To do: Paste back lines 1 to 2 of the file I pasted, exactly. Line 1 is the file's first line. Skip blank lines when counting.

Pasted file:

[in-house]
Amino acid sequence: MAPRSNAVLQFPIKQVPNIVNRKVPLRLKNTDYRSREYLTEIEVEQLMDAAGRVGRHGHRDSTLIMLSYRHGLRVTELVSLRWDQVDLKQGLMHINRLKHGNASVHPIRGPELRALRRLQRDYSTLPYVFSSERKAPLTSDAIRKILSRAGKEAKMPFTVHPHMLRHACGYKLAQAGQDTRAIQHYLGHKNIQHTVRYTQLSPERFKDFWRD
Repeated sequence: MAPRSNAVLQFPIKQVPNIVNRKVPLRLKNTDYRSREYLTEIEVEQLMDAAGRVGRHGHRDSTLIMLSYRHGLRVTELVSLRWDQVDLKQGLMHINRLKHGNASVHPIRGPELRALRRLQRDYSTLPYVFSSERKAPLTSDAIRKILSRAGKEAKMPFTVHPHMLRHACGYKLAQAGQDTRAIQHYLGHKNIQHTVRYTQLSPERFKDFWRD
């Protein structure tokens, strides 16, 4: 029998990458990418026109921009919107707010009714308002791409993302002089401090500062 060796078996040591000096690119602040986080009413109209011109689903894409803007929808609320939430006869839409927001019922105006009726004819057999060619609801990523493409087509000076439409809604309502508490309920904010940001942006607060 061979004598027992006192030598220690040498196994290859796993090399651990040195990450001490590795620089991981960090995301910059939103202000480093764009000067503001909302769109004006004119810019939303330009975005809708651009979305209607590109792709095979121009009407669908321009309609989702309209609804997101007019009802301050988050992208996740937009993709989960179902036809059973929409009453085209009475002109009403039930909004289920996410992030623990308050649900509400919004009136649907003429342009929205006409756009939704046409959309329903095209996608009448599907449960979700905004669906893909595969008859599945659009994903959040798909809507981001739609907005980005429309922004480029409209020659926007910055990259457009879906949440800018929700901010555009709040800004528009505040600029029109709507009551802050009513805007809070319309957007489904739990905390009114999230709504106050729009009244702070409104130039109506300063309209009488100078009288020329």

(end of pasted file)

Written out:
[in-house]
Amino acid sequence: MAPRSNAVLQFPIKQVPNIVNRKVPLRLKNTDYRSREYLTEIEVEQLMDAAGRVGRHGHRDSTLIMLSYRHGLRVTELVSLRWDQVDLKQGLMHINRLKHGNASVHPIRGPELRALRRLQRDYSTLPYVFSSERKAPLTSDAIRKILSRAGKEAKMPFTVHPHMLRHACGYKLAQAGQDTRAIQHYLGHKNIQHTVRYTQLSPERFKDFWRD